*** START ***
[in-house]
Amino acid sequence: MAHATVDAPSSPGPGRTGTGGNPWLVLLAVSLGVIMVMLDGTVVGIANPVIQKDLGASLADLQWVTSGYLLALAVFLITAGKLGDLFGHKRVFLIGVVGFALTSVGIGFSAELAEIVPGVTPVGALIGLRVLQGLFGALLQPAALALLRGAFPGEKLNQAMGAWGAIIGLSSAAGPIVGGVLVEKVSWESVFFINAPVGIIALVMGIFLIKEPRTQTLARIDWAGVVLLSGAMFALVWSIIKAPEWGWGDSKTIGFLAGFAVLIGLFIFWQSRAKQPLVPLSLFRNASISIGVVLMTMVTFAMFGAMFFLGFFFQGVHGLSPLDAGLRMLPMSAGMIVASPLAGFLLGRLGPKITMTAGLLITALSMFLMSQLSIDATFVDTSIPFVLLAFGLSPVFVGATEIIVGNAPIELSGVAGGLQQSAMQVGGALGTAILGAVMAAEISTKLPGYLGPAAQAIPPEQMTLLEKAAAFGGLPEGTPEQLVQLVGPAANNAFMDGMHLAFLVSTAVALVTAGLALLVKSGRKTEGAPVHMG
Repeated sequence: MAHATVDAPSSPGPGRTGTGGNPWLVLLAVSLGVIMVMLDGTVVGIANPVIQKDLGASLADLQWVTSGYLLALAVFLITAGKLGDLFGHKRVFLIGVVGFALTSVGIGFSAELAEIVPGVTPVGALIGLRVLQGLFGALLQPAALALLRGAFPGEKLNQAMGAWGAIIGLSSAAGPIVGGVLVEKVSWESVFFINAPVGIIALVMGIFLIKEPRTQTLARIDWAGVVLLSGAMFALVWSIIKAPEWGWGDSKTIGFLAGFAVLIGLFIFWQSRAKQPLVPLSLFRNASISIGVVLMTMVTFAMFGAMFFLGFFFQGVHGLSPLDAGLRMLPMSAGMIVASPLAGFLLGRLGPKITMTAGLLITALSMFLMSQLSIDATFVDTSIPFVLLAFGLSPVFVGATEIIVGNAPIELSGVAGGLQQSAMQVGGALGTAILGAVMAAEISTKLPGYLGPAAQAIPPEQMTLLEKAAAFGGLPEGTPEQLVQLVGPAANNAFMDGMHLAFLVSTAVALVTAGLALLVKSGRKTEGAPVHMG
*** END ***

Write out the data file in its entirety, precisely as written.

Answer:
[in-house]
Amino acid sequence: MAHATVDAPSSPGPGRTGTGGNPWLVLLAVSLGVIMVMLDGTVVGIANPVIQKDLGASLADLQWVTSGYLLALAVFLITAGKLGDLFGHKRVFLIGVVGFALTSVGIGFSAELAEIVPGVTPVGALIGLRVLQGLFGALLQPAALALLRGAFPGEKLNQAMGAWGAIIGLSSAAGPIVGGVLVEKVSWESVFFINAPVGIIALVMGIFLIKEPRTQTLARIDWAGVVLLSGAMFALVWSIIKAPEWGWGDSKTIGFLAGFAVLIGLFIFWQSRAKQPLVPLSLFRNASISIGVVLMTMVTFAMFGAMFFLGFFFQGVHGLSPLDAGLRMLPMSAGMIVASPLAGFLLGRLGPKITMTAGLLITALSMFLMSQLSIDATFVDTSIPFVLLAFGLSPVFVGATEIIVGNAPIELSGVAGGLQQSAMQVGGALGTAILGAVMAAEISTKLPGYLGPAAQAIPPEQMTLLEKAAAFGGLPEGTPEQLVQLVGPAANNAFMDGMHLAFLVSTAVALVTAGLALLVKSGRKTEGAPVHMG
Repeated sequence: MAHATVDAPSSPGPGRTGTGGNPWLVLLAVSLGVIMVMLDGTVVGIANPVIQKDLGASLADLQWVTSGYLLALAVFLITAGKLGDLFGHKRVFLIGVVGFALTSVGIGFSAELAEIVPGVTPVGALIGLRVLQGLFGALLQPAALALLRGAFPGEKLNQAMGAWGAIIGLSSAAGPIVGGVLVEKVSWESVFFINAPVGIIALVMGIFLIKEPRTQTLARIDWAGVVLLSGAMFALVWSIIKAPEWGWGDSKTIGFLAGFAVLIGLFIFWQSRAKQPLVPLSLFRNASISIGVVLMTMVTFAMFGAMFFLGFFFQGVHGLSPLDAGLRMLPMSAGMIVASPLAGFLLGRLGPKITMTAGLLITALSMFLMSQLSIDATFVDTSIPFVLLAFGLSPVFVGATEIIVGNAPIELSGVAGGLQQSAMQVGGALGTAILGAVMAAEISTKLPGYLGPAAQAIPPEQMTLLEKAAAFGGLPEGTPEQLVQLVGPAANNAFMDGMHLAFLVSTAVALVTAGLALLVKSGRKTEGAPVHMG